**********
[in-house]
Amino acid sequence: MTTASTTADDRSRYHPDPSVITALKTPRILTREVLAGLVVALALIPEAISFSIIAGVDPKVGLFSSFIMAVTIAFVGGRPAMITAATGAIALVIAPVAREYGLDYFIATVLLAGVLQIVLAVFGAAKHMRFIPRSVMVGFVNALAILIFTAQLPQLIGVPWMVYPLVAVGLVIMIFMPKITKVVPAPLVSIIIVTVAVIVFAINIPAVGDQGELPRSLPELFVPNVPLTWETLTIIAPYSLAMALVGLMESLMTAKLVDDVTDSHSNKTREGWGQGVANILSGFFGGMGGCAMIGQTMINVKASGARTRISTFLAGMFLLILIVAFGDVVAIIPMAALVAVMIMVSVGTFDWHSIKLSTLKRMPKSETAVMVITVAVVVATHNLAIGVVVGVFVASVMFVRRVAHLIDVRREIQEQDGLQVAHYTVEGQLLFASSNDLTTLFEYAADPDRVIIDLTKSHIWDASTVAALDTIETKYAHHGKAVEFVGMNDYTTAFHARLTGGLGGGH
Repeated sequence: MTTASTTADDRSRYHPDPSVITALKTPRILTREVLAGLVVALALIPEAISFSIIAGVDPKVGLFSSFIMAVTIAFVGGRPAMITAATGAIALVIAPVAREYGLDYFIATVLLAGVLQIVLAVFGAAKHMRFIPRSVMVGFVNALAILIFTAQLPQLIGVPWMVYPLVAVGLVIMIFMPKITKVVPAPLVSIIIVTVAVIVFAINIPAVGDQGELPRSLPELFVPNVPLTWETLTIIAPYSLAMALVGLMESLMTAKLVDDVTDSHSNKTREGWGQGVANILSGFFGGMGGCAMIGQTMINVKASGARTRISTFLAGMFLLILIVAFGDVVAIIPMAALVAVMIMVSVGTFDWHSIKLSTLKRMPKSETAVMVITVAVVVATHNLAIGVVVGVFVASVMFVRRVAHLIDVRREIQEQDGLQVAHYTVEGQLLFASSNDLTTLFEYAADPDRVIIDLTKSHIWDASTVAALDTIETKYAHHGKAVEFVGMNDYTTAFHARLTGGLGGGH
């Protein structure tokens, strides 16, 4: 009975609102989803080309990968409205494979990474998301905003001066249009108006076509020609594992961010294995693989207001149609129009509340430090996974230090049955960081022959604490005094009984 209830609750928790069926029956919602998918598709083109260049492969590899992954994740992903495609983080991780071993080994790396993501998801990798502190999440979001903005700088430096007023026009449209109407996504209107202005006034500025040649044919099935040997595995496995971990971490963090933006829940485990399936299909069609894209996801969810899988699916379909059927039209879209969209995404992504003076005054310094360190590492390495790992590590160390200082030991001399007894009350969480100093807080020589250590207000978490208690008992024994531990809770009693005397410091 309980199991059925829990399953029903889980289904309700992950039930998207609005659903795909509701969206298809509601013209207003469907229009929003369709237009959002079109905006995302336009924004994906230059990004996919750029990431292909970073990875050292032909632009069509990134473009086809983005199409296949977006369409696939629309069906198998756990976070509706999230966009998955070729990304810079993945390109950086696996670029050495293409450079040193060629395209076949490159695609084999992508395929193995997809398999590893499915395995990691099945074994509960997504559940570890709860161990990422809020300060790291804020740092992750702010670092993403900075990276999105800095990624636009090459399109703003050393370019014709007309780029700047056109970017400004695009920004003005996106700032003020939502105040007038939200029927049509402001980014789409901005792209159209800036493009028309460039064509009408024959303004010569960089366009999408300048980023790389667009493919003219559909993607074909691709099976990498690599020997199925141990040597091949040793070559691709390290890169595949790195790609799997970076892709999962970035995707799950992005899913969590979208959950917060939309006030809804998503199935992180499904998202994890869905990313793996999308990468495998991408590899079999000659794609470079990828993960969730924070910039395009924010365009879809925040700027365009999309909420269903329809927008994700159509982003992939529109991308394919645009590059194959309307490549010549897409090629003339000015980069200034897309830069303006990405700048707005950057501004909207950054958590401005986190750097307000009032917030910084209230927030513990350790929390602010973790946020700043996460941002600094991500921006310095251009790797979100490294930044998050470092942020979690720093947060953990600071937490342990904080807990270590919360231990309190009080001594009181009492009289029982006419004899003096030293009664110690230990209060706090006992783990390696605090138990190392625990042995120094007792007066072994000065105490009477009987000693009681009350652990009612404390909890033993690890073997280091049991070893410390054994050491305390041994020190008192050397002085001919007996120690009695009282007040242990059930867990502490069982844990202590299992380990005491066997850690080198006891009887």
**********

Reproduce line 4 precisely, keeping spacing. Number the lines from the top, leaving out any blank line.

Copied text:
């Protein structure tokens, strides 16, 4: 009975609102989803080309990968409205494979990474998301905003001066249009108006076509020609594992961010294995693989207001149609129009509340430090996974230090049955960081022959604490005094009984 209830609750928790069926029956919602998918598709083109260049492969590899992954994740992903495609983080991780071993080994790396993501998801990798502190999440979001903005700088430096007023026009449209109407996504209107202005006034500025040649044919099935040997595995496995971990971490963090933006829940485990399936299909069609894209996801969810899988699916379909059927039209879209969209995404992504003076005054310094360190590492390495790992590590160390200082030991001399007894009350969480100093807080020589250590207000978490208690008992024994531990809770009693005397410091 309980199991059925829990399953029903889980289904309700992950039930998207609005659903795909509701969206298809509601013209207003469907229009929003369709237009959002079109905006995302336009924004994906230059990004996919750029990431292909970073990875050292032909632009069509990134473009086809983005199409296949977006369409696939629309069906198998756990976070509706999230966009998955070729990304810079993945390109950086696996670029050495293409450079040193060629395209076949490159695609084999992508395929193995997809398999590893499915395995990691099945074994509960997504559940570890709860161990990422809020300060790291804020740092992750702010670092993403900075990276999105800095990624636009090459399109703003050393370019014709007309780029700047056109970017400004695009920004003005996106700032003020939502105040007038939200029927049509402001980014789409901005792209159209800036493009028309460039064509009408024959303004010569960089366009999408300048980023790389667009493919003219559909993607074909691709099976990498690599020997199925141990040597091949040793070559691709390290890169595949790195790609799997970076892709999962970035995707799950992005899913969590979208959950917060939309006030809804998503199935992180499904998202994890869905990313793996999308990468495998991408590899079999000659794609470079990828993960969730924070910039395009924010365009879809925040700027365009999309909420269903329809927008994700159509982003992939529109991308394919645009590059194959309307490549010549897409090629003339000015980069200034897309830069303006990405700048707005950057501004909207950054958590401005986190750097307000009032917030910084209230927030513990350790929390602010973790946020700043996460941002600094991500921006310095251009790797979100490294930044998050470092942020979690720093947060953990600071937490342990904080807990270590919360231990309190009080001594009181009492009289029982006419004899003096030293009664110690230990209060706090006992783990390696605090138990190392625990042995120094007792007066072994000065105490009477009987000693009681009350652990009612404390909890033993690890073997280091049991070893410390054994050491305390041994020190008192050397002085001919007996120690009695009282007040242990059930867990502490069982844990202590299992380990005491066997850690080198006891009887």